Wednesday Briefing

Food recalls surged during the last three months of 2011. Recalls of foods regulated by the U.S. Food and Drug Administration totaled 176 during the quarter, up 50 percent from the same period in 2010, according to a firm that tracks recalls. Foods with undisclosed allergens, followed by listeria, salmonella, botulism and E. coli contamination, were the leading causes of the recalls. One possible reason for the increase is greater caution by food companies. Food Safety News

Even short-term exposure to air pollution, scientists conclude, raises risk of heart attacks. French and U.S. researchers evaluated previous studies and found that exposure to major air pollutants, even for less than seven days, is associated with an increase in heart attacks. They said that so many people worldwide are breathing fine particulates, carbon monoxide and other pollutants that the numbers of people at risk are substantial. Environmental Health News

China’s air pollution takes a huge economic toll, researchers say. An MIT study found that, in 2005, China’s air pollution cost  the nation $112 billion in lost labor and in medical costs because of health problems stemming from breathing in ozone and particulates. Researchers said despite improved pollution controls, unhealthy air has led to 656,000 premature deaths annually in China. USA Today

Johnson & Johnson kept selling overseas an artificial hip rejected by the U.S. Food and Drug Administration. The company also continued to sell in this country a related model, which earlier went on the market using a regulatory loophole that did not require a similar FDA safety review. Johnson & Johnson, through its DePuy orthopedic division, began phasing out both models of the device in November 2009 and recalled them in August 2010 amid reports abroad showing that they were failing at high rates. The New York Times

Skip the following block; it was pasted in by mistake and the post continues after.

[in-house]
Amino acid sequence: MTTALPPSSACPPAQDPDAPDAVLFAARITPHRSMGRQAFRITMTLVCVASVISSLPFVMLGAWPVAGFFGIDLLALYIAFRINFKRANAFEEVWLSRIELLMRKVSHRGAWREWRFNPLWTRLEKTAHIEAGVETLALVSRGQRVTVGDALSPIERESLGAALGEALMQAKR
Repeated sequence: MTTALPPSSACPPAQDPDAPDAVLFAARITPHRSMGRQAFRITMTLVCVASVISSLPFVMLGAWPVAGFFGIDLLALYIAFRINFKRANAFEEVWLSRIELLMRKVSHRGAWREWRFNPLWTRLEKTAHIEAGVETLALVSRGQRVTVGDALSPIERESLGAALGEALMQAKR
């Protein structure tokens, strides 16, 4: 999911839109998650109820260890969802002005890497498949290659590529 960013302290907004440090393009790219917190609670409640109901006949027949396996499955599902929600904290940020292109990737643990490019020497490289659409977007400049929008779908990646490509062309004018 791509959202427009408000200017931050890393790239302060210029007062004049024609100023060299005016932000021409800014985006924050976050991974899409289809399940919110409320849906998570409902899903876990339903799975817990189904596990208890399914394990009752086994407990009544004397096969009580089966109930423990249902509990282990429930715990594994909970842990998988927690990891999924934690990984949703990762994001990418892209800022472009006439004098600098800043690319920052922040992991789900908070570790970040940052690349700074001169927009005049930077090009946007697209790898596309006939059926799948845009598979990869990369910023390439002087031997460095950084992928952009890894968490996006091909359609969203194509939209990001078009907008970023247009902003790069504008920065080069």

Railroad’s failure to report track washout blamed in fatal 2009 derailment. The Canadian National Railway was faulted by the National Transportation Safety Board for failing to warn the crew of the ill-fated freight train about flash flooding and the track problem near Rockford, Ill. The fireball that erupted after 19 ethanol-laden tank cars slid off the tracks took the life of a 44-year-old woman who was a passenger in a nearby car and caused her pregnant daughter to lose her unborn child. Chicago Tribune, The Associated Press

Trucking industry contests new driver-fatigue rules. The American Trucking Associations filed a petition to block the Transportation Department’s plans to require a 34-hour rest period each week that would require drivers to be off two consecutive nights.  The industry said that the government’s emphasis on rest time is misplaced, contending that many more fatalities and injuries are caused by speeding than fatigue. Preliminary figures indicate 3,675 truck-related fatalities in 2010, up 8.7 percent from the year before. Bloomberg

Trace amounts of lead found in 400 popular shades of lipstick. The U.S. Food and Drug Administration said the levels of lead that its analysis detected do not pose a safety concern. Some experts, however, stressed the need to shield children and pregnant women from exposure. Five lipsticks made by L’Oreal and Maybelline ranked among the 10 most contaminated. The Washington Post, The Boston Globe, FDA

Severe shortage of childhood leukemia drug should soon ease, regulators say. Only a few days ago cancer specialists predicted that they could run out of methotrexate by the end of next week. Food and Drug Administration officials, however, said Tuesday that the three remaining manufacturers of preservative-free methotrexate have agreed to ramp up production. A fourth company, which shut down production of the drug late last year due to manufacturing and quality concerns, said it is working with the FDA to bring back its product as soon as possible. USA Today, The Associated Press

Drug maker warns of counterfeit vials of cancer medicine. The Genentech unit of the Swiss company Roche said the fake products do not contain the key ingredient in Avastin, which is used to treat cancers of the colon, lung, kidney and brain. A company spokeswoman said the counterfeit drug has been distributed to U.S. health care facilities, but it’s unclear how much is in circulation or where it is concentrated. The Associated Press

Recalls: STIHL chain saws, Newport ventilators, Improvements Catalog ottoman beds, Bosch fire alarm control panels

Compiled by Stuart Silverstein

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